“I have no doubt but that the Corsair was fitted out of St Jago the Prize Master on board the Tartar having affirmed that he had escaped from the Cape but 16 days before my capture I would likewise observe that the proof of part of the crew being Spanish Subjects was that they could speak no other language whilst many others spoke French in a brogue so perfectly Iberian that no doubt of their belonging to that nation could subsist.
“The circumstance of so many vessels belonging to the U.S being daily carried into this port without any of their original crews on board & there discharged & laid up in the face of day fully proves the connivance of the Governor as the publicity of these spoliations cannot possibly escape his knowledge.
“The information I conveyed you in my last was partly collected from the conversation of the Officers of L’Hirondelle whom I endeavored to put off their guard by pretending to coincide in their opinions. It was greatly corroborated from the Intelligence I had previously received from some American Masters whom I saw in Cape Français sevl of whom had been taken & turned ashore near the mole also of one or two others who had arrived at that City from Jamaica via Cuba.
“You were good enough to observe that proofs would be wanting in order to establish a claim may I beg you to favor me with a list of what kind of proofs it would be necessary to ⟨submit?⟩ & whether simple affidavits & protests would be sufficient ⟨for such?⟩ a purpose or whether these proofs must be collected in th⟨e⟩ […] Cuba from whence these depredations are carried on also whether it would be expedient to proceed thither in order to accomplish this end—I have also to request you Sir also to mention the documents necessary to be furnished in situations where every paper & accompt have been pillaged as also whether you would receive them when obtained as materials to form a Mass of evidence on this Subject.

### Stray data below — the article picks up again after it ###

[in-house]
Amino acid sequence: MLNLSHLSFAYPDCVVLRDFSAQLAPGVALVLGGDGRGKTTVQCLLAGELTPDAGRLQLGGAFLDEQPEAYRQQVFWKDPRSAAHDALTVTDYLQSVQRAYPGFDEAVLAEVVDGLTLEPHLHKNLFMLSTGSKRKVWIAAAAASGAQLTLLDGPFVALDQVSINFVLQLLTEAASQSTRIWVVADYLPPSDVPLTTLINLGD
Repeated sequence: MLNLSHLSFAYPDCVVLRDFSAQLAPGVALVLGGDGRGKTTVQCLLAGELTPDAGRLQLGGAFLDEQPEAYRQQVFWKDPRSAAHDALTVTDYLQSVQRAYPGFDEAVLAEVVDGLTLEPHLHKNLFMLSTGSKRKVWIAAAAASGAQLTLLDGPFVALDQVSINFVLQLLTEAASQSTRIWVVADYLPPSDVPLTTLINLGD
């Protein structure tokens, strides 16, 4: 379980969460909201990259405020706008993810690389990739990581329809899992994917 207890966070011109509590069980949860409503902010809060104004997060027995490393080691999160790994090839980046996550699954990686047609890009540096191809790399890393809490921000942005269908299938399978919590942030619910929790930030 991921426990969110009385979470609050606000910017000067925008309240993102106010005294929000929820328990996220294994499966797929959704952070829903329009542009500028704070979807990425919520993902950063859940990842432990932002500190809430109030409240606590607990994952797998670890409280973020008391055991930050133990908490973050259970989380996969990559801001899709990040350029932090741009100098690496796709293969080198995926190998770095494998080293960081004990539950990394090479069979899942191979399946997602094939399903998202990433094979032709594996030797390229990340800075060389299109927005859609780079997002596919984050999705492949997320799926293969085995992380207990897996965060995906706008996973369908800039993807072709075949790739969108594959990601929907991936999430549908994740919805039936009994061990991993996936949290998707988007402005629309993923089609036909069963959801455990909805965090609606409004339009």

“I should not have trespassed on your goodness by an Epistolary correspondence had I possessed the means of waiting on you in person at the Seat of Government but I have been so completely stripped of my property by these freebooters that I shall probably be obliged to Sail for the West Indies in a few days to collect those remnants of my broken fortune which lay in that part of the World.”
RC and enclosure (DNA: RG 76, Preliminary Inventory 177, entry 143, France, Unbound Records Relating to Spoliation Claims, ca. 1885, box 22, folder “Brig Tartar, Seth Wadsworth, Master”). RC 3 pp.; docketed by Wagner as received 4 May; damaged by removal of seal. For enclosure, see n. 2.
1. Neither Pieronnet’s earlier letter nor JM’s 20 Apr. reply has been found.
2. The enclosure (1 p.; in French) is a copy of the statement made by the officers and crew of the French privateer Hirondelle, 10 Frimaire an XII (2 Dec. 1803), describing the capture of the brig Tartar.
4. L’anguille: the eel.
5. Voleurs de mer: pirates.